Hartman: Prospects need time to make Twins right

  • Article by: SID HARTMAN , Star Tribune
  • Updated: March 1, 2014 - 11:43 PM
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From left, Tom Brunansky, Gary Gaetti and Randy Bush celebrated a three-run homer by Gaetti at the Metrodome on July 30, 1984. The three were rookies together with the Twins in 1982, American League West contenders in 1984 and eventually world champions in 1987.

Photo: File by DAVID BREWSTER • dbrewster@startribune.com,

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Jim Rantz started working with the Twins in 1965 and was director of minor league operations from 1986 until he retired following the 2012 season.

Rantz was a key part of the development of Twins greats such as Kirby Puckett, Kent Hrbek, Gary Gaetti, Tim Laudner and Frank Viola, and he sees similarities between the way those players came up at a young age and eventually took the Twins to two World Series titles, and the potential of current prospects such as Byron Buxton, Miguel Sano, Alex Meyer and Trevor May.

The big question is if these prospects can duplicate what that group in the 1980s did, developing into a World Series champion.

“We had some injuries involved and I know these young guys were tearing it up [in the minor leagues],” Rantz recalled. “Hrbek was tearing it up in [Class A] Visalia [in 1981]. Puckett was doing the same [in 1983]. We were struggling and [owner] Calvin [Griffith] wanted to make a move and make a change and see if they could add a spark to us and they did.”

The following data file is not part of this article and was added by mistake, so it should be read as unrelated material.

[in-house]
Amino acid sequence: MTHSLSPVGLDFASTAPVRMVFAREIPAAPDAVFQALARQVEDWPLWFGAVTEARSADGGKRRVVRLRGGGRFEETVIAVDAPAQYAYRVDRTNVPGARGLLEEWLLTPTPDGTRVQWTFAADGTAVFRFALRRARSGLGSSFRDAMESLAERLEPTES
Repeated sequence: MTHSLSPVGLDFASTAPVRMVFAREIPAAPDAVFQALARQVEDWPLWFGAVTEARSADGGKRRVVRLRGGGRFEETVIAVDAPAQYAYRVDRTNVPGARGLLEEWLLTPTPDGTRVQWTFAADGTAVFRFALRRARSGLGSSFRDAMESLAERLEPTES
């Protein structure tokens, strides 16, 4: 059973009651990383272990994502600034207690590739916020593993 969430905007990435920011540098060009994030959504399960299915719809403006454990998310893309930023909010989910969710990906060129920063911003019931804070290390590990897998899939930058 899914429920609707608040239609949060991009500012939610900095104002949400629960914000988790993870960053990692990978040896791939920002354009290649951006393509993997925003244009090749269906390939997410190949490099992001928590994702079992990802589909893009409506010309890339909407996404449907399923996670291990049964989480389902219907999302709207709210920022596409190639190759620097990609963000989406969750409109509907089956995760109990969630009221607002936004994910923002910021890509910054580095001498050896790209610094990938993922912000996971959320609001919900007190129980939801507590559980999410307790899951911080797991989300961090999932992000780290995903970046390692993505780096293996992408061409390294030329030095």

Rantz cautioned that it took those players many years to become a champion. Hrbek, Laudner and Gaetti debuted in 1981; Viola, Randy Bush and Tom Brunansky, acquired in a trade, arrived in 1982; and Puckett was called up in 1984. But the Twins didn’t post a winning record until their World Series campaign of 1987.

In fact, from 1981 to ’86 the Twins posted a 400-519 record, a .435 winning percentage.

Still when those players reached the majors, they showed signs of their potential, and the team knew they had a special group.

“They all contributed, and they all belonged,” Rantz said. “None of them got sent back, I can tell you that. Once they got called up, they were here.”

Experience is key

Buxton is only 20 years old, as is Sano, who Saturday found out he will miss all of this season because of elbow surgery. Rantz pointed out that the players who helped the team in the 1980s were a bit older when they were first called up.

“Well these guys we’re talking about are a lot younger than the guys we were talking about,” Rantz said.

Hrbek and Brunansky were 21 when they joined the Twins. Gaetti and Viola were 22 and Puckett was 24 — although until his death, it was believed he was 23.

“They had a little more experience before they got called up,” Rantz said.

New post for Maturi

Former Gophers athletic director Joel Maturi is keeping busy teaching classes at the university, and he has started hearing cases in his position as a member of the NCAA Committee on Infractions, a position he took last year. He attended his first hearing last week.

“It is a very significant committee,” Maturi said. “It handles all of the violations of Division I institutions, especially what we used to call major violations but are now called Level I and Level II violations. We as a group, or panel now, either have a conference call or meet in person to determine the sanctions.”

Maturi is not allowed to mention the schools that are involved in the panel’s hearings. He was asked how long after he hears a case will a ruling be made.

“Sometimes it’s a couple of days, sometimes it’s a few hours, dependent upon the information we’ve received, our agreement with what the institution believes and what the enforcement staff believes, and the conclusions that we come to,” Maturi said. “We try to be fair, we try to be consistent, and we look at what the committee on infractions has done previously with cases that were similar and we try to look at the involvement of the institution and how open and honest they have been. All of those factors contribute to the eventual sanctions.”

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